• Be aware that it is exhausting for the hearing impaired to discern mumbled words.
  • Face people when speaking. It’s surprising how many people turn aside as they speak or try to carry on a conversation from another room.
  • Don’t cover your mouth with your hands when you speak.
  • Don’t prop your head up with your hand, for this subtly changes your delivery.
  • Wait to have serious conversations in a quiet place.
  • If something isn’t understood, try rephrasing it.
  • Project your voice, or as I tell my family, “Use your outdoor voice.”
  • Don’t shout, just shape your words clearly and change the pitch of your voice.

There is no shame in having a hearing loss. Many people can chalk it up to the result of working in a high-decibel environment or listening to loud music. Here are some tips for people who are hard of hearing:

  • Get your hearing tested already. Maybe you have earwax. Or maybe it’s time to invest in hearing aids.
  • Let people know you can’t hear. I belong to a large book club that meets at the local library. The acoustics in the room aren’t that great. When I finally confessed my problem, the library began microphones.
  • Yes, silence can be golden. It is in those quiet moments that we organize our thoughts and dreams. However, we need to hear one another to have a quality life, so don’t delay in getting help.

“Listen to advice and accept instruction, and in the end you will be wise.” Proverbs 19:20


Writing Update: Oh, I have so many writing projects that need help to settle down and work on just one! Meanwhile, I’m taking a thought-provoking online class on Memoir Writing.

Each week I’m blessed with more good comments on Grace Like Snow. When you open your heart and your history, and put it on paper for the world to see, it’s gratifying to know others enjoy and relate to your work. Thank you for every comment. They are treasured.


Happy Valentine’s Day!



Defining Moments

Have you wondered what you would say if you were invited to speak in your hometown? That’s what happened to me last fall when the LaMoure Chamber of Commerce asked me to speak at its annual awards banquet.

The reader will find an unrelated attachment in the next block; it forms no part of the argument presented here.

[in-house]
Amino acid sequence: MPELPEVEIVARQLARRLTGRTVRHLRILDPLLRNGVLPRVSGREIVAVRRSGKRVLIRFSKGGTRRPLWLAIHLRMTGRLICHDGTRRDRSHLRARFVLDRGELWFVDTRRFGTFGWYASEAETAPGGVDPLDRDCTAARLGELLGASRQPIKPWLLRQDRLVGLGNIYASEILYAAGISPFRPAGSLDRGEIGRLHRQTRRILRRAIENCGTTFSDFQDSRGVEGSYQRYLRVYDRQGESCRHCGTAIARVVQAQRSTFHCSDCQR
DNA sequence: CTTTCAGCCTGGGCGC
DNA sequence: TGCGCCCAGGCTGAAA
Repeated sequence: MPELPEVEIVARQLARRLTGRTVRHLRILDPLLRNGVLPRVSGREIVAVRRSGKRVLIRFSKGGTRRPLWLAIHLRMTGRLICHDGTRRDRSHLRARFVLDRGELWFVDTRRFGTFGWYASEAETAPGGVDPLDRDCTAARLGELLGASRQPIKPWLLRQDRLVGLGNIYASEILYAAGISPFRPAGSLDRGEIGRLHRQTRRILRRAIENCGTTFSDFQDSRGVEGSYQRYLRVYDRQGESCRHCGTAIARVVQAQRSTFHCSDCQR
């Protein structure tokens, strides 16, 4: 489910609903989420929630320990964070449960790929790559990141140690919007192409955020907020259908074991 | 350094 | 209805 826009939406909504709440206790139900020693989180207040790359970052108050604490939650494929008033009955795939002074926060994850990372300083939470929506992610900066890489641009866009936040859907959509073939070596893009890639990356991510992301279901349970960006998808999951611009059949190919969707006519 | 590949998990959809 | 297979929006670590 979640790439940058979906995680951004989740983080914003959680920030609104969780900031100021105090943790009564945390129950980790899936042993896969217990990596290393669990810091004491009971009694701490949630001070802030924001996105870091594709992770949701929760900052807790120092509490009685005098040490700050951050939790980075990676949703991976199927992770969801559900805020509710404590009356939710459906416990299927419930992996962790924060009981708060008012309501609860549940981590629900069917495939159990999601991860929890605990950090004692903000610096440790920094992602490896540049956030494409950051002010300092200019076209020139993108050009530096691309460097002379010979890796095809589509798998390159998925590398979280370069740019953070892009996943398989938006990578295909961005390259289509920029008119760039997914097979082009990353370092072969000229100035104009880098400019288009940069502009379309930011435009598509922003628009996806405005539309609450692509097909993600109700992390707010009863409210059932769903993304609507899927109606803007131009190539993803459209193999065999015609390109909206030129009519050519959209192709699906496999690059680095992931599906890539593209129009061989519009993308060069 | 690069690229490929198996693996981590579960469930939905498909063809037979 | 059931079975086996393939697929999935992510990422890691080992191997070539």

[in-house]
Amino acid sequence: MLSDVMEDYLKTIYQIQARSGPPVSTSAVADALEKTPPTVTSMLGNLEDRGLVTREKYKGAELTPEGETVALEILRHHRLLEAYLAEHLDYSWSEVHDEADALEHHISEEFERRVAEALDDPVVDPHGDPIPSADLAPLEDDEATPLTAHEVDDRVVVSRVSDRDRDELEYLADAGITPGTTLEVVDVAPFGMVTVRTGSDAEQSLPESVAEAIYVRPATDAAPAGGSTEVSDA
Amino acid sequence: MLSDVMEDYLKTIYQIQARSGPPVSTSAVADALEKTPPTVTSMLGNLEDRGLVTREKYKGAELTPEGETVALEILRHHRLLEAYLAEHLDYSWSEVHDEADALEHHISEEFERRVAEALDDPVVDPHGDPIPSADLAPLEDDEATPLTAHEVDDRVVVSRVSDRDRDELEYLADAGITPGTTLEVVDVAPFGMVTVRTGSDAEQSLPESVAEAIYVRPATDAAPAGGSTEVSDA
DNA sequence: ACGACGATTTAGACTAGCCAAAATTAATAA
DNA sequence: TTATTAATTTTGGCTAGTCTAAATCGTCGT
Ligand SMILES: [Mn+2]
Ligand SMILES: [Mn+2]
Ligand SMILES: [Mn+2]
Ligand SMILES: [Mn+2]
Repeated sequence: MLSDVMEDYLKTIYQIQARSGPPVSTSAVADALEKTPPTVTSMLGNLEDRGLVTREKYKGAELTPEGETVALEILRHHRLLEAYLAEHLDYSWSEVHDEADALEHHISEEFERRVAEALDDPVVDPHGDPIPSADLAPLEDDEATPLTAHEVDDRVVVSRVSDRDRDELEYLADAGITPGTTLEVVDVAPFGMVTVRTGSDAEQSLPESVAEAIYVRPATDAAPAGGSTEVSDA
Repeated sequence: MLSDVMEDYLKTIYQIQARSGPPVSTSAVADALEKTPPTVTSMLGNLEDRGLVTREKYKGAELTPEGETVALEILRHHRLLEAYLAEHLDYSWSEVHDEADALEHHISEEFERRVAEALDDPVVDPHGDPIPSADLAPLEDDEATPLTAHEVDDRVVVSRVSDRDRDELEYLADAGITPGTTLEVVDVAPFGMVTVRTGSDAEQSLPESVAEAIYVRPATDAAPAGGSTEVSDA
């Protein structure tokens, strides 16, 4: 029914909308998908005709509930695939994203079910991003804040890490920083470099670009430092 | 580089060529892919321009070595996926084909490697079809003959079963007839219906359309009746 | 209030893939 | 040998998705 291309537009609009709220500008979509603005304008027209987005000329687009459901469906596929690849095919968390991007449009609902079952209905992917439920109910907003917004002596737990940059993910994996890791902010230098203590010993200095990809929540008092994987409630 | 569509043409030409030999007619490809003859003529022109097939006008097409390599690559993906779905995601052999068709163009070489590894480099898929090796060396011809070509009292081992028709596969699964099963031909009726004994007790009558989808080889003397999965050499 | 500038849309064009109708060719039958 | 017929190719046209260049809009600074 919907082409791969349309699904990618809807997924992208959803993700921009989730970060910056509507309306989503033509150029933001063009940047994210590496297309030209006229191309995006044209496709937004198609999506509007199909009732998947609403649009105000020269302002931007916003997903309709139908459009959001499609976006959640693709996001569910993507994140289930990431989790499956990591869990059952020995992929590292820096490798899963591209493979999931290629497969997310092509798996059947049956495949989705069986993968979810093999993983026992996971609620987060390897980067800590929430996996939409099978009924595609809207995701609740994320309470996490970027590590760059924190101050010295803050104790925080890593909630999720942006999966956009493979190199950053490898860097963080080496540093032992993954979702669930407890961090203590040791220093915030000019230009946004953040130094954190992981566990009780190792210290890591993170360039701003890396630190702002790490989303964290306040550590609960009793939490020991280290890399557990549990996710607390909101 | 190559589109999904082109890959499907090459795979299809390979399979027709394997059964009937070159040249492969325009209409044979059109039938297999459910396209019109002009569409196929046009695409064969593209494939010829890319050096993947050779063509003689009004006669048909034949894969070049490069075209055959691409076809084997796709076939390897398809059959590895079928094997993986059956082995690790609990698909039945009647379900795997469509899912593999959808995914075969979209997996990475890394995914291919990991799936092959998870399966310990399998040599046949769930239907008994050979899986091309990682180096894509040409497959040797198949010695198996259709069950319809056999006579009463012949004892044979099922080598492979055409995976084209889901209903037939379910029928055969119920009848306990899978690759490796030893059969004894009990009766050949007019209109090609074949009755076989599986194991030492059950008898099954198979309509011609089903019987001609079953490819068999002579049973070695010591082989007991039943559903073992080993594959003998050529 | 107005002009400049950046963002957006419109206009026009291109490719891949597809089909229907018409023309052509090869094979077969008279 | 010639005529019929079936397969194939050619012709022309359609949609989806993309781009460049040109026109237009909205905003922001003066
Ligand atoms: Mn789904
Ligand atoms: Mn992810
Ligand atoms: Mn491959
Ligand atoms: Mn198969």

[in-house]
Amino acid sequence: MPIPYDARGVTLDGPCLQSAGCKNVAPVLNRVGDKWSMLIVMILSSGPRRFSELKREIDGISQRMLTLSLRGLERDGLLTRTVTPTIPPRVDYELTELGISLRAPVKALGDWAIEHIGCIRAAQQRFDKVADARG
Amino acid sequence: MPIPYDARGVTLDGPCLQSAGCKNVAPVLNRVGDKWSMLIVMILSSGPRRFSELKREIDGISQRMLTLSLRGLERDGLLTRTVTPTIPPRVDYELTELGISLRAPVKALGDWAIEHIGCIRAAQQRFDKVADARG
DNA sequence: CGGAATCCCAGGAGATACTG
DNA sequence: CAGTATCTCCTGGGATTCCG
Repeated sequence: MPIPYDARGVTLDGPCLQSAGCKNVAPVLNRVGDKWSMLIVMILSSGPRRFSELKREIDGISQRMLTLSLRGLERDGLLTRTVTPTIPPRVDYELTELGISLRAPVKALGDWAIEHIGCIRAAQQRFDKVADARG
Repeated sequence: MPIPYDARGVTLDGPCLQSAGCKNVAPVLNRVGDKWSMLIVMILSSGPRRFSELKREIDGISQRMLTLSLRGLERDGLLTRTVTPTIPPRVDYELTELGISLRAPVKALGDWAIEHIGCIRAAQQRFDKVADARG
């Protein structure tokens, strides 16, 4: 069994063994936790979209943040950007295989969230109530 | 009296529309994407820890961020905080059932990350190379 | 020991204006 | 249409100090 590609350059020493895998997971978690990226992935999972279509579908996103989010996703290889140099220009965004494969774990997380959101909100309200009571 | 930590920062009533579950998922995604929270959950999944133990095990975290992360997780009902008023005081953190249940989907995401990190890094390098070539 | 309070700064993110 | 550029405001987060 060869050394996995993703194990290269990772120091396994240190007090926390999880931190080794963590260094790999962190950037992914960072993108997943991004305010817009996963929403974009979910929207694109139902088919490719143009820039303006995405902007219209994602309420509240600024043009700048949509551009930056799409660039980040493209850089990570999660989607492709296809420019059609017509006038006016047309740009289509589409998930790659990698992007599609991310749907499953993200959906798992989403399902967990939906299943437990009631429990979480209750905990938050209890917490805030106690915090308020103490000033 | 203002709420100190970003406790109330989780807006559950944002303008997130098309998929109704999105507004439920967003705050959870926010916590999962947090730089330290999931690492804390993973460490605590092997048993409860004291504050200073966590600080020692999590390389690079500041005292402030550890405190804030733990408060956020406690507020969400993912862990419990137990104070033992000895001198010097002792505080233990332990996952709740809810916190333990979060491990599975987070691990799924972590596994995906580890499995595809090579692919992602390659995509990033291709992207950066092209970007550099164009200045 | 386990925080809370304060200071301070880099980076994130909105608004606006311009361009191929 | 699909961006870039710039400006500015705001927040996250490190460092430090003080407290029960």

During the weeks before the banquet, I marveled at the invitation. My husband and I had moved away so very long ago. I was eager to go, but pondered over what to say. It seemed to me that the audience deserved a dose of hope and humor, and some meat for the soul.

This past year, the understanding of “Defining Moments” has caused me to look at the world in a new way. And so that became my topic.

You may not be familiar with the term “Defining Moments” but you’ve certainly had a few crises or turning points in your life. They can be something that happens to you, or something you make happen.

Sidney Evans wrote in a Forbes online article, “A defining moment is a point in your life when you’re urged to make a pivotal decision, or when you experience something that fundamentally changes you.”

Defining moments force us to change, recalibrate our thinking and build resilience.

I’ve had a number of defining moments, and that evening I decided to share one that happened at LaMoure when I was nine. When my parents and I moved from the farm to town, I was sick about it. I’d miss my country friends, prairie views, and the wonder of the big night sky. And, I worried about who would take care of my beloved barn cats.

Yet, after we moved, I embraced being a town girl. I no longer had ride the school bus for two hours a day. Instead of being alone on the farm with my cats, there were lots of kids to play with. I was also able to join after-school activities. (And my brother cared for the cats.)

The change that I dreaded was not the end, it was a new beginning. 

Often we let fear overcome us in stressful times instead of viewing them as opportunities. Or, as Industrialist Henry J. Kaiser said, “Trouble is only opportunity in work clothes.”